The king’s anger made him blackout and days later, he had to ask one of his royal subjects why The Castle was such a mess. The royal subject, prepping to be thrown out of The Castle like the queen, fearfully told him what had happened. The king had mercy on him for none of this other subjects had the courage to tell him the truth. King Zirk nodded majestically and sat on this thrown (it’s just the ledge on top of a fireplace but everyone knows it’s the king’s spot). Turning his face away, the royal feline curled up and slept. Nothing he did after this was ever the same. Even customers at the cafe remarked how his crown of hair was flatter than normal. Not at all like the Rebel Without a Cause they so closely associated him with. The king was struggling and everybody knew. It  became very clear to every cat in the kingdom that the king was lost without his queen. His servants knew they had to do something.

[TO BE CONTINUED]

 

“K” for Know

Soooooo small update.

After the first post on Monday, I got a call on Tuesday for a contract at Seven Stones. It began Wednesday and runs for the next six weeks. It’s the school I interned at last year so I felt like I’m coming home.  I’m filling in for Flower, the Indigenous Studies teacher (I wrote about the team last year. I’ll reintroduce them again soon. Flower has the coolest flower tattoos all over her arms. She’s really into botany). It’s really weird not having her around ’cause she’s a mega member of the staff and Cultural Arts team. But she’ll be back soon and the kids will be so happy to see her. My goal is to hold the fort until her return and learn some Cree and Indigenous history in the mean time 😉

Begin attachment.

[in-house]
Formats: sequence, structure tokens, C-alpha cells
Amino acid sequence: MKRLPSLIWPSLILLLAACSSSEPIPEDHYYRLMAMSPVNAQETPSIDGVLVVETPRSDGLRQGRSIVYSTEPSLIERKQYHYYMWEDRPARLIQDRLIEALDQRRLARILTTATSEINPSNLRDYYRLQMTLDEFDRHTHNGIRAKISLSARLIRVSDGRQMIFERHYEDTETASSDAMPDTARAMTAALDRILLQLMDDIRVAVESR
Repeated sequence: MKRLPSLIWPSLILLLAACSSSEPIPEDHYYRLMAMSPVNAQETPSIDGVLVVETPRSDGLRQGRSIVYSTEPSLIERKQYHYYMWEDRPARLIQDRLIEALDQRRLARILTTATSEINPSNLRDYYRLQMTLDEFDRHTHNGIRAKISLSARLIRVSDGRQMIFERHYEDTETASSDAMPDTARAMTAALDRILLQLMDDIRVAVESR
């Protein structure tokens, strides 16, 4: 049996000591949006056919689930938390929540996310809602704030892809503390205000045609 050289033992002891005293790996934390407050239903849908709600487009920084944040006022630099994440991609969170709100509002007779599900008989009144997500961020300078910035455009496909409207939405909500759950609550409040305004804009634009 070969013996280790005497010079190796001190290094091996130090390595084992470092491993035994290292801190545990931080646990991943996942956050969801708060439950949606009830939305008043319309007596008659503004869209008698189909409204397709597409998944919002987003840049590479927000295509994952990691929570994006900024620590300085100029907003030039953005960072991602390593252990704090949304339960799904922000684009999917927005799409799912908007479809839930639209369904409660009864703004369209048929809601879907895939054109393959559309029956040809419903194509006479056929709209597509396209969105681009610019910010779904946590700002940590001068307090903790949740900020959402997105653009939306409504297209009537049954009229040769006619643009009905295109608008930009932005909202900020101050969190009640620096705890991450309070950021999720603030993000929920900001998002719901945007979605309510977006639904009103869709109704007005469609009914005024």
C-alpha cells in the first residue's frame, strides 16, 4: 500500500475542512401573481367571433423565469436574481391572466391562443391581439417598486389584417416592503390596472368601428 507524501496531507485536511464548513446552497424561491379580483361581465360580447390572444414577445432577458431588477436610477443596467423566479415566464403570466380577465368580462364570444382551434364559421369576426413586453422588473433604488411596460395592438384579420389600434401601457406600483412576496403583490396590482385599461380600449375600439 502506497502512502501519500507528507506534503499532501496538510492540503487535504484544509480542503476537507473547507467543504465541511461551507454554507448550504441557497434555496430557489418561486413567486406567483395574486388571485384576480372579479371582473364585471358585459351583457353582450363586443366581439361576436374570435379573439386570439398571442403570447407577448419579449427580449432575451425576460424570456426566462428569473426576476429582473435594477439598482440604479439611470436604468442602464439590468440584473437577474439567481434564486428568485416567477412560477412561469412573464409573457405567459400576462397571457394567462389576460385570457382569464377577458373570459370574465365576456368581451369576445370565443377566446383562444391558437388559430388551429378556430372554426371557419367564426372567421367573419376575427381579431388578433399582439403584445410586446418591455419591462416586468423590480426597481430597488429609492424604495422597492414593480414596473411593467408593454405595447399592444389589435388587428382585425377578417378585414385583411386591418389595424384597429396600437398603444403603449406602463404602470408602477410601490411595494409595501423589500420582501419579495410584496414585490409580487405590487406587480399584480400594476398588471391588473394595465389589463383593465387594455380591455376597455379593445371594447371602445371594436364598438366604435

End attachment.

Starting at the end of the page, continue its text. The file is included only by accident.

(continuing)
Side note. I’m starting to wonder if God has something up His sleeve. I have all kinds of reasons for studying Esther’s story but I feel like God’s got His reasons, too… So I’ll keep you posted as we go.

As I was saying last week, I’m building this story like an Inquiry project. Before I can actually tell the story, I need to get the facts down and set this up a little. I usually start those with a KWL chart. On Monday, I did the ‘W’, meaning “Want to Know” and today, I’m going to dig into the ‘K’ for “Know.” After this, the story of Esther with a cast of kitties will begin.

Here’s my list of Know’s: